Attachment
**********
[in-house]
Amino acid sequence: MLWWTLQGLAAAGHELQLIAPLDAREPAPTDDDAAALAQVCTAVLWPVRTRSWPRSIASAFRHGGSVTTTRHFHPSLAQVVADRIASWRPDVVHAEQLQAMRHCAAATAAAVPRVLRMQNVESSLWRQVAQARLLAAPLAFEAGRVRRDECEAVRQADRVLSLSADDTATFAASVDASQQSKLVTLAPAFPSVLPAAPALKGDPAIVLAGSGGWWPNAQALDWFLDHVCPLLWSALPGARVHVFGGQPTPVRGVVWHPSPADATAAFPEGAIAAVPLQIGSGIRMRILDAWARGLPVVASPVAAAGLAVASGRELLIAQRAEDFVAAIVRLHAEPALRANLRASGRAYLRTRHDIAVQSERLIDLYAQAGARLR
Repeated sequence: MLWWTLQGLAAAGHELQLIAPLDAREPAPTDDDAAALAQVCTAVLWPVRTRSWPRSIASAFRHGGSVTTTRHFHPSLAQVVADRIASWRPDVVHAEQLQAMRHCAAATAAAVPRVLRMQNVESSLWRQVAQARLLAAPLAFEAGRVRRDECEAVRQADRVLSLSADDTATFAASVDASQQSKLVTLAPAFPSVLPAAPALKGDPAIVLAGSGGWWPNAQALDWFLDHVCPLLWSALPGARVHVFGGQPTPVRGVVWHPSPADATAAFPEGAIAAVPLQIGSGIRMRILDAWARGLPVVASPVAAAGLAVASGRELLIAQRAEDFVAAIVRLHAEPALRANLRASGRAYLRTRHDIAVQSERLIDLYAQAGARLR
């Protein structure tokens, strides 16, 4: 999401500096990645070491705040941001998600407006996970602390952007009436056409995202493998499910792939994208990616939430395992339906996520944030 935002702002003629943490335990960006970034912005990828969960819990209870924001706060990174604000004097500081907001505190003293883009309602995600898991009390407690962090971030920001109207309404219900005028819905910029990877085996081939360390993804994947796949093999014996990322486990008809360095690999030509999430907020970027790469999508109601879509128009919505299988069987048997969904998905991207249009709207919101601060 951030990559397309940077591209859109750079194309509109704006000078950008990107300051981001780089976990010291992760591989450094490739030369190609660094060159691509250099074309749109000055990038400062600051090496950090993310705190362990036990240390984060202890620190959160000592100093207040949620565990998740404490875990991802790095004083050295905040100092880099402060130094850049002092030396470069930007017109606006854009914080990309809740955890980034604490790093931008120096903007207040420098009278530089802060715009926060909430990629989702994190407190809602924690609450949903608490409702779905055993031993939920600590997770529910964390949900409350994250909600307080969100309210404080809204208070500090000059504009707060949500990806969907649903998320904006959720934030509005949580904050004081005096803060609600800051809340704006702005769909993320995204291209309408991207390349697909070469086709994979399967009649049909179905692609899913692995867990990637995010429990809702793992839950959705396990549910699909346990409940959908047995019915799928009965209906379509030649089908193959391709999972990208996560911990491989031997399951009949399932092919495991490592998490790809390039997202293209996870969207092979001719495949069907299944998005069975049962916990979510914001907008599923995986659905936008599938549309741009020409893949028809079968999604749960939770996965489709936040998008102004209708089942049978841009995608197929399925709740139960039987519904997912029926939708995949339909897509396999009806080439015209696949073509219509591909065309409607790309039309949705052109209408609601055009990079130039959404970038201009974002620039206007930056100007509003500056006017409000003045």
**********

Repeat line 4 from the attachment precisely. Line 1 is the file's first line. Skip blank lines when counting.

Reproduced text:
């Protein structure tokens, strides 16, 4: 999401500096990645070491705040941001998600407006996970602390952007009436056409995202493998499910792939994208990616939430395992339906996520944030 935002702002003629943490335990960006970034912005990828969960819990209870924001706060990174604000004097500081907001505190003293883009309602995600898991009390407690962090971030920001109207309404219900005028819905910029990877085996081939360390993804994947796949093999014996990322486990008809360095690999030509999430907020970027790469999508109601879509128009919505299988069987048997969904998905991207249009709207919101601060 951030990559397309940077591209859109750079194309509109704006000078950008990107300051981001780089976990010291992760591989450094490739030369190609660094060159691509250099074309749109000055990038400062600051090496950090993310705190362990036990240390984060202890620190959160000592100093207040949620565990998740404490875990991802790095004083050295905040100092880099402060130094850049002092030396470069930007017109606006854009914080990309809740955890980034604490790093931008120096903007207040420098009278530089802060715009926060909430990629989702994190407190809602924690609450949903608490409702779905055993031993939920600590997770529910964390949900409350994250909600307080969100309210404080809204208070500090000059504009707060949500990806969907649903998320904006959720934030509005949580904050004081005096803060609600800051809340704006702005769909993320995204291209309408991207390349697909070469086709994979399967009649049909179905692609899913692995867990990637995010429990809702793992839950959705396990549910699909346990409940959908047995019915799928009965209906379509030649089908193959391709999972990208996560911990491989031997399951009949399932092919495991490592998490790809390039997202293209996870969207092979001719495949069907299944998005069975049962916990979510914001907008599923995986659905936008599938549309741009020409893949028809079968999604749960939770996965489709936040998008102004209708089942049978841009995608197929399925709740139960039987519904997912029926939708995949339909897509396999009806080439015209696949073509219509591909065309409607790309039309949705052109209408609601055009990079130039959404970038201009974002620039206007930056100007509003500056006017409000003045």